Rocky Mountain National Park in Winter: How to Plan Your Adventure
Published On: March 1st, 2019
Getting out of the Front Range and up to Rocky Mountain National Park is an obvious (and popular) escape in the summer. But what about in the winter, when so few other souls are there? You’ll practically have the whole place to yourself.
A trip to the park in the winter means you’ll experience something truly unique to Colorado: prime and easily accessed snow-centric recreation in one of the most spectacular national parks in the world. Indeed, RMNP offers some of the best winter recreation within an hour’s drive from Boulder, with sledding, winter camping, snowshoeing, and cross-country skiing, and ski touring and winter mountaineering in the park’s high country and snowier west side of the Continental Divide. Another bonus? You'll avoid the dreaded traffic on I-70.
Here, all the intel you need to know for visiting Rocky Mountain National Park in winter.
The simplest way to experience the park in the winter is exploring the same trails you do in the summertime. Yet you'll have the entire winter wonderland to yourself, a snow-blanketed, serene landscape where you can spot animal tracks in the snow, drink from Thermoses, and pretend you're on an Arctic expedition far from civilization.
The best spots for hiking are primarily in the lower valleys and eastern side of the park, where trails often remain clear of snow, especially below 8,500 feet. Almost every trail on the east side of the park can be hiked with snowshoes, which basically means you just have to roll in and pull up to your favorite trailhead (and now would be an ideal time to check out those that might seem too crowded or easy in the summer). Using poles is always recommended.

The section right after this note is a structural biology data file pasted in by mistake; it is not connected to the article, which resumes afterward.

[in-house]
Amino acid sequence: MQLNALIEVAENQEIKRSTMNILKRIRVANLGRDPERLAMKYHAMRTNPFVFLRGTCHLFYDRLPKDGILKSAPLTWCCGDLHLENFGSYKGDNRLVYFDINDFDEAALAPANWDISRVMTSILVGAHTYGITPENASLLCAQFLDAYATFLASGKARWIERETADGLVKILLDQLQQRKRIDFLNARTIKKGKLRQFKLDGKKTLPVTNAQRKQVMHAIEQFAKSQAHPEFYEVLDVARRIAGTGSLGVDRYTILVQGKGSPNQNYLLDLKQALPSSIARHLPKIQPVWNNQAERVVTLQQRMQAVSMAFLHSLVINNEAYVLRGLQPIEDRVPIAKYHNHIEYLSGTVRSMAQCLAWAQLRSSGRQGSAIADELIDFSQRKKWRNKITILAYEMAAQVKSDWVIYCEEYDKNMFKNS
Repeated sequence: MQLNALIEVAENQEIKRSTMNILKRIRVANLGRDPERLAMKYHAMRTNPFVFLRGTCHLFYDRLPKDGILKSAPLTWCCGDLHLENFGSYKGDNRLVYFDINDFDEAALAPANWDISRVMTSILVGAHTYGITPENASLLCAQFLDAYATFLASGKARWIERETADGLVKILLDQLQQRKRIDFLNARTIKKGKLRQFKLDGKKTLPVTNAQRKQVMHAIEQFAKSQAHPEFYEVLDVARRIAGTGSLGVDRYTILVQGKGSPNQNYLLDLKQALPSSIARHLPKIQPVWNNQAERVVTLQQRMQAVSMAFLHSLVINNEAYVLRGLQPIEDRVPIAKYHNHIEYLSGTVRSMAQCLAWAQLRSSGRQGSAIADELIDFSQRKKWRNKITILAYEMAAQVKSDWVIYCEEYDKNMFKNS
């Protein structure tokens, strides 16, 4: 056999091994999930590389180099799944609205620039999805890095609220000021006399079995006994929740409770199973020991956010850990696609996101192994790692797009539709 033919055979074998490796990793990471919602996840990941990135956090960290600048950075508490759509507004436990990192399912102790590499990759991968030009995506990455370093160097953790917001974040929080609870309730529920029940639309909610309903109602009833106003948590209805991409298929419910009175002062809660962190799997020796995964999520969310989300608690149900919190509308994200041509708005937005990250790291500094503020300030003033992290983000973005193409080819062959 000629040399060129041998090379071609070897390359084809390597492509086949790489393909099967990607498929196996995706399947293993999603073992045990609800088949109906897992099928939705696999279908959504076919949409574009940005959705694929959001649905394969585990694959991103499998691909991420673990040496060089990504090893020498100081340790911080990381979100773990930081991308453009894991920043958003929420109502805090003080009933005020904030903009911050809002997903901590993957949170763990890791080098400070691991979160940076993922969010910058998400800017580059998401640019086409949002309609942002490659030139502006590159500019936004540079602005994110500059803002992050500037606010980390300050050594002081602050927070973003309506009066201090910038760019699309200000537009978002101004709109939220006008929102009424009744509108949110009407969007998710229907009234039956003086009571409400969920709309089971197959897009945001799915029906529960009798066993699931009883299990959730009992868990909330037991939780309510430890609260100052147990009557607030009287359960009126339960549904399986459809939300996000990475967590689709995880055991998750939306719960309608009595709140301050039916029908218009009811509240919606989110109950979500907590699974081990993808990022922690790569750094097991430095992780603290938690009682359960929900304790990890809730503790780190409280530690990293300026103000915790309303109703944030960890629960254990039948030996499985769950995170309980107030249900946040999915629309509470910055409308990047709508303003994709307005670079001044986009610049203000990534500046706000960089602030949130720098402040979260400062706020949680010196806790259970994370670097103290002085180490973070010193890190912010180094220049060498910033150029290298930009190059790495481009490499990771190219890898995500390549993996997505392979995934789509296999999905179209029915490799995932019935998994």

If you decide to hike without snowshoes, proceed with caution, and be sure not to hike through deep snow, as it leaves behind post holes that are hazardous and annoying to skiers and snowshoers.
Places to Explore
One cool idea for a winter hike is the five-mile Chasm Falls trail, gaining about 400 feet of elevation from the West Alluvial Fan parking lot. Strap in and hike 1.5 miles to the junction of Endovalley Road and Old Fall River Road, taking in the scenery. Continue up Old Fall River Road about a mile to the falls. Consider this a place to explore for ice climbing as well, sitting at 8,960 feet. Follow signs to Chasm Falls as Highway 34 runs into Horseshoe Park. At the west end of Horseshoe Park, Endovalley Road leads over a bridge to the winter road closure.
Another recommended but more difficult hike is Deer Mountain. It's about six miles round-trip, with an elevation gain of more than 1,000 feet. Continue on Highway 36 approximately 4.5 miles after passing park headquarters to the Deer Ridge Junction Trailhead. Wind your way to the summit through mixed pine forest for views of the Continental Divide at 10, 013 feet.
Insider tip: This is one of those trails that you start out on thinking you don’t need snowshoes, but when you get to the top, deep snow and snow drifts change the game. So go prepared with snowshoes or skis if you’re serious about exploring.
Winter Camping in RMNP
There's no other way to experience so much blissful solitude and beauty, especially so close to home, than winter camping in Colorado high country. Don't let the temps scare you; just pack up, bundle up, and get out of town.